Subtheme 3.2: Psychological reconstruction: The spiritual reconstruction was a basis for improved mental health and a calmer personality. They accepted their illness and fought for their life to stay alive through psychological reconstruction. One woman mentioned:

"… following my suicide, I had 15 sessions of psychotherapy. This year, my life has become very good, especially since 3 months ago. Suddenly I was faced with this illness. It was very difficult at first" (P 24, 28-years-old).

Subtheme 3.3: Socio-emotional reconstruction: Having healthy interpersonal relationships with family, friends and peers was one of the important factors in the socio-emotional reconstruction of these participants. Many of them stated that they have learned most of their information about the disease from their peers. For example, one woman mentioned:

"... I like this community [the counseling center]. They are my family. Saturdays we share breakfast …. It is a very good time" (P 22, 36-years-old).

Subtheme 3.4: Physical reconstruction: Participants did not undermine HIV, and the footprint of fight for life and survival could be seen in them. Their passion for learning and gathering information about HIV/AIDS had provided a condition for them to continue trying for survival. In physical reconstruction, the participants paid attention to their nutrition, trying to consume vegetables and fruits as much as possible depending on their economic status. They attended the Behavioral Counseling Center for follow-up treatment and vaccine injection, had enough sleep and regularly took their medications. The fear of opportunistic infections and their love of life was the most important reason for self-care in these participants. For instance, one woman declared:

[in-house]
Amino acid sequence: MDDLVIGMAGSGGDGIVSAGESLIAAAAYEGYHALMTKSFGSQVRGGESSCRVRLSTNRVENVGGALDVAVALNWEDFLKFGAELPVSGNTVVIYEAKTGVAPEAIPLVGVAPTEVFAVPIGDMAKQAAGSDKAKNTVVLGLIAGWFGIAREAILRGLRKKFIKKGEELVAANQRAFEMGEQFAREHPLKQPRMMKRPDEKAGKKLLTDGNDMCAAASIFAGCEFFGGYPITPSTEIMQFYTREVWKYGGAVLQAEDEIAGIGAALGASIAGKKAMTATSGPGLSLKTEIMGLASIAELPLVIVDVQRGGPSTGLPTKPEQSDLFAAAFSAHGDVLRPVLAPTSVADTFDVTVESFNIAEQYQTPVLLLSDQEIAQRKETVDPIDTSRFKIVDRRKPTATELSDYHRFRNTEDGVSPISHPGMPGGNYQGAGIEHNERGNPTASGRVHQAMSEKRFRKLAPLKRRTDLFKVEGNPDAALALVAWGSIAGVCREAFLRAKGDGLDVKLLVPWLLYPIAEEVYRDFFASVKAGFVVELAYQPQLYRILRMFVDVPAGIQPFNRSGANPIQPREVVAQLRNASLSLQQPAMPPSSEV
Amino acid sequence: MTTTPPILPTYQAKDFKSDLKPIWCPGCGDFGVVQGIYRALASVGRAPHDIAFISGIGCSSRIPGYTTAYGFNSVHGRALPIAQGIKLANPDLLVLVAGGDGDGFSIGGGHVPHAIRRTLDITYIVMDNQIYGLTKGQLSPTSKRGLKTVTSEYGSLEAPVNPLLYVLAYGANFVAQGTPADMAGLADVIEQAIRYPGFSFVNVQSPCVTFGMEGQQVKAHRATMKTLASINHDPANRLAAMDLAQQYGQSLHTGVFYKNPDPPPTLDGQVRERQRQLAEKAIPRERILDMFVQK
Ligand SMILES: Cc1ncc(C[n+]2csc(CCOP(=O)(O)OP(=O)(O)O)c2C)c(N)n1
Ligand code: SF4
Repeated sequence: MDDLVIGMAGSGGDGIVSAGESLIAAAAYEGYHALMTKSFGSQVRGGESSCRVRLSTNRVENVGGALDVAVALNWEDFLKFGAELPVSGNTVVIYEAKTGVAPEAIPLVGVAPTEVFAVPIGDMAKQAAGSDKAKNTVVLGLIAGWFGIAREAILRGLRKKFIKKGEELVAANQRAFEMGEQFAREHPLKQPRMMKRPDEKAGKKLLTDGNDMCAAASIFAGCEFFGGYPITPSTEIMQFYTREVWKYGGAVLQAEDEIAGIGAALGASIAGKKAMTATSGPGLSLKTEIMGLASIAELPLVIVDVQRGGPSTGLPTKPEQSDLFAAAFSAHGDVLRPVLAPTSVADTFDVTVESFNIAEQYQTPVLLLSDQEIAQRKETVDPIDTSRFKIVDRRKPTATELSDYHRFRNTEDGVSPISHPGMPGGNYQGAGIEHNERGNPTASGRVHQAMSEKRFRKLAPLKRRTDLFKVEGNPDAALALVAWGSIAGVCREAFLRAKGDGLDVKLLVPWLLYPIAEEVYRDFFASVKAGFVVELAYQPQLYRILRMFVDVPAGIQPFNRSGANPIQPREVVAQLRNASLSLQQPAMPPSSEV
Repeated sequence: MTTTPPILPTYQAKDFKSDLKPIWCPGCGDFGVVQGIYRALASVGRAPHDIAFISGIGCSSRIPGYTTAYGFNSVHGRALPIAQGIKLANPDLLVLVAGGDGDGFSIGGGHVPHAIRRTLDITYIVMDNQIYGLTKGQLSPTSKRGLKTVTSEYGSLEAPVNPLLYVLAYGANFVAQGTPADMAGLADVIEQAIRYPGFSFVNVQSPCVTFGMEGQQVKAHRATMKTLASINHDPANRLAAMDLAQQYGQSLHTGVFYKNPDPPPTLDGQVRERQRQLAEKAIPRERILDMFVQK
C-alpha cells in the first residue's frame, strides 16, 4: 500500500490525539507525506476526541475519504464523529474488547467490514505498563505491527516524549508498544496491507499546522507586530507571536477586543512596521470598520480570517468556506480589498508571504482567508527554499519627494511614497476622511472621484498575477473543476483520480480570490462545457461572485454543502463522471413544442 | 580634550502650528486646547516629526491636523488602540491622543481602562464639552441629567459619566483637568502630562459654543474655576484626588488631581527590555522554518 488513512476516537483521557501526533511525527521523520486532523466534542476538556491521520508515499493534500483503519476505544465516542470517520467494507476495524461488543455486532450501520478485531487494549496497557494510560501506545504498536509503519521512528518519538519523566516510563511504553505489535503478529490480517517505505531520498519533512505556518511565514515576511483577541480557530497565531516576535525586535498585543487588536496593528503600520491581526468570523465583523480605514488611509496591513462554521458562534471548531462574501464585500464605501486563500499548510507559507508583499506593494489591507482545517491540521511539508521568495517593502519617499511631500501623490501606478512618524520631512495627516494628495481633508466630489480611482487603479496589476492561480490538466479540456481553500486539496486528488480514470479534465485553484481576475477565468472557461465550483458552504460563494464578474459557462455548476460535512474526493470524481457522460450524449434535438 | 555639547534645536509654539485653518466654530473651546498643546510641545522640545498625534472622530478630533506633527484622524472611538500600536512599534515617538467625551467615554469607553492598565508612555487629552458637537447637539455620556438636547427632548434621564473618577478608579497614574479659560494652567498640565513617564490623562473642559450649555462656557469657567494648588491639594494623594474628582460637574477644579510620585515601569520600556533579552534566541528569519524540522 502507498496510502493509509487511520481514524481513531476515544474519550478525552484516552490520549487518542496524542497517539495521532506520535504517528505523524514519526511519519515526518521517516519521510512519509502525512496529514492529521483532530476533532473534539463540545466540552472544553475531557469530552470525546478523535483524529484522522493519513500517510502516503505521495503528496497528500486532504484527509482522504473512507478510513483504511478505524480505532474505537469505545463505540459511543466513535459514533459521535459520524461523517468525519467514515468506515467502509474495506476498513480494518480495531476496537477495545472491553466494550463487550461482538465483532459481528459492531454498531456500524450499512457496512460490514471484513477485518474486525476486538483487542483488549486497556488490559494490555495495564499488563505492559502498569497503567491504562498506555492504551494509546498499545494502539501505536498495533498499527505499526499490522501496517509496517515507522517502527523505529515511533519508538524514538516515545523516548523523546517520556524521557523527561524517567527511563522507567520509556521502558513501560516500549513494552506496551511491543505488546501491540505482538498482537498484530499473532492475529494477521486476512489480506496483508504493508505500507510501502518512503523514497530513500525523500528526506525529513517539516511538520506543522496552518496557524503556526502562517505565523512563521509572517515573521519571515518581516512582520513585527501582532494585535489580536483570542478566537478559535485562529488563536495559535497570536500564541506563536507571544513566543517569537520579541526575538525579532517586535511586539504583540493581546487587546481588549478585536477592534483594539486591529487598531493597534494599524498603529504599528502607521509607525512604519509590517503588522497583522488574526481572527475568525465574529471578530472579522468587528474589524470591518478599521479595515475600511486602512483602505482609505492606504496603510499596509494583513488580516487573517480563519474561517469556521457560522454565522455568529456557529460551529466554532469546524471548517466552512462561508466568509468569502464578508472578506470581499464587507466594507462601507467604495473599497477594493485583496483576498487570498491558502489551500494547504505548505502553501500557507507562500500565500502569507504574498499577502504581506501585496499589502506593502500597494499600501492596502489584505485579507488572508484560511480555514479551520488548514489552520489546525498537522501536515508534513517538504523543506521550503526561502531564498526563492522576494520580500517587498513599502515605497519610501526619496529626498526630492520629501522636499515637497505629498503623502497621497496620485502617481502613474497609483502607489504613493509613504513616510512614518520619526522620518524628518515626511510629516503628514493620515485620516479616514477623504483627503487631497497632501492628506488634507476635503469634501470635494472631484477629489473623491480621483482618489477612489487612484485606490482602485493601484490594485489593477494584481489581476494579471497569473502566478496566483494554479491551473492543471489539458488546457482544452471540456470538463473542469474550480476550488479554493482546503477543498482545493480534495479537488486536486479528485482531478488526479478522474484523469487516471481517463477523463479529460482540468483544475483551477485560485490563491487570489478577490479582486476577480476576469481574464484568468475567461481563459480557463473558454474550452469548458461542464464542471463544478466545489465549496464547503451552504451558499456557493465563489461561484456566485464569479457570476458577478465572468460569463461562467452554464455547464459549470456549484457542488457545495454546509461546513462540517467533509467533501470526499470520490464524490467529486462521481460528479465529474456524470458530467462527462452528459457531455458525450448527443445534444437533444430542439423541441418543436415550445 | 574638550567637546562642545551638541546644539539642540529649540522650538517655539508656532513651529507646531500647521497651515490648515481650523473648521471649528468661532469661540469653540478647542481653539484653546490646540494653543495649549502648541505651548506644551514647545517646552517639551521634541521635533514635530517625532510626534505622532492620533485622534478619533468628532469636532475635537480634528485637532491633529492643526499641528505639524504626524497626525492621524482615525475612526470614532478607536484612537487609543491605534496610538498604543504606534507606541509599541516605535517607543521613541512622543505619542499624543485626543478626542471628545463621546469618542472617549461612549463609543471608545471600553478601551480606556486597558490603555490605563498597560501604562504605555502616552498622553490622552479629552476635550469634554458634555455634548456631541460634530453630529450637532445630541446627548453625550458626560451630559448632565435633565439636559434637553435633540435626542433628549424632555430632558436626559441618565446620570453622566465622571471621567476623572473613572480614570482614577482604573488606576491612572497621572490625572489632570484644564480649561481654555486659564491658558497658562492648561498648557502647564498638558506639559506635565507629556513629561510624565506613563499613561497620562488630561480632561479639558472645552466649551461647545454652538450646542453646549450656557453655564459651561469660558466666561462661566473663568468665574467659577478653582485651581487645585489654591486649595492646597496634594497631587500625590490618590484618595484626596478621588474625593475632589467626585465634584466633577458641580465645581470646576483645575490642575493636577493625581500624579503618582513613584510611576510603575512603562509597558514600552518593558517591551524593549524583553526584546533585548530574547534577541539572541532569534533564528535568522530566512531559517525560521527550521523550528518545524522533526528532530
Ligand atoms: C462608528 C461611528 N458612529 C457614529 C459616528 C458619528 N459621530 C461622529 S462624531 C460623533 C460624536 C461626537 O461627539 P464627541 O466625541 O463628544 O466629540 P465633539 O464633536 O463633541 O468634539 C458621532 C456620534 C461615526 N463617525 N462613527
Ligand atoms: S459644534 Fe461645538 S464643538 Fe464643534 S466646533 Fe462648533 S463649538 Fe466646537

"Nutrition is important for me ... I try to have a good diet and take my medication regularly without interruption. I did yoga for a month ... I used to play volleyball and swim… I walk for about half an hour every day" (P 17, 28-years-old).

Subtheme 3.5: Sexual behavior reconstruction: Taking responsibility in sexual relationships played an important role in preventing the transmission of HIV/AIDS, or if the spouse was HIV positive. For example, one woman said:

"… You should use a condom when having sex with anyone. It may affect your virus, and situation may get worse... I shouldn't let the condition to get worse until I the virus in my body becomes zero" (P24, 28-years-old).